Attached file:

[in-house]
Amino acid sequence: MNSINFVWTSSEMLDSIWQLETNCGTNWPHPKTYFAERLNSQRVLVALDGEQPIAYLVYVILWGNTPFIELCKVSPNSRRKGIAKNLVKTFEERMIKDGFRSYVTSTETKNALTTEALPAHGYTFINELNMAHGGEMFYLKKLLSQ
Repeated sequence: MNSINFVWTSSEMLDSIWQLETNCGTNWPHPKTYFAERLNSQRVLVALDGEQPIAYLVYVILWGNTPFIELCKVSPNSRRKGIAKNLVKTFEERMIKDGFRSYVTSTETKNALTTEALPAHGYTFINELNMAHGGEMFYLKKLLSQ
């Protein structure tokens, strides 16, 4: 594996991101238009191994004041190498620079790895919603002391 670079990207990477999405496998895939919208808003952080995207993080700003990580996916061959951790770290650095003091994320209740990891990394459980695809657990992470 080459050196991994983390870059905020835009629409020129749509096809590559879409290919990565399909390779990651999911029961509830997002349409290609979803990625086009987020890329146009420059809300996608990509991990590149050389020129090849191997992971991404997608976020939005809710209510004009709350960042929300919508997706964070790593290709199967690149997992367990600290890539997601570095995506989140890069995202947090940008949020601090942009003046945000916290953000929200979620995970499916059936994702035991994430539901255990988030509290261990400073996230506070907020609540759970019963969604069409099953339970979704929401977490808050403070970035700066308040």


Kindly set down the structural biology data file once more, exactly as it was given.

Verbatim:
[in-house]
Amino acid sequence: MNSINFVWTSSEMLDSIWQLETNCGTNWPHPKTYFAERLNSQRVLVALDGEQPIAYLVYVILWGNTPFIELCKVSPNSRRKGIAKNLVKTFEERMIKDGFRSYVTSTETKNALTTEALPAHGYTFINELNMAHGGEMFYLKKLLSQ
Repeated sequence: MNSINFVWTSSEMLDSIWQLETNCGTNWPHPKTYFAERLNSQRVLVALDGEQPIAYLVYVILWGNTPFIELCKVSPNSRRKGIAKNLVKTFEERMIKDGFRSYVTSTETKNALTTEALPAHGYTFINELNMAHGGEMFYLKKLLSQ
């Protein structure tokens, strides 16, 4: 594996991101238009191994004041190498620079790895919603002391 670079990207990477999405496998895939919208808003952080995207993080700003990580996916061959951790770290650095003091994320209740990891990394459980695809657990992470 080459050196991994983390870059905020835009629409020129749509096809590559879409290919990565399909390779990651999911029961509830997002349409290609979803990625086009987020890329146009420059809300996608990509991990590149050389020129090849191997992971991404997608976020939005809710209510004009709350960042929300919508997706964070790593290709199967690149997992367990600290890539997601570095995506989140890069995202947090940008949020601090942009003046945000916290953000929200979620995970499916059936994702035991994430539901255990988030509290261990400073996230506070907020609540759970019963969604069409099953339970979704929401977490808050403070970035700066308040």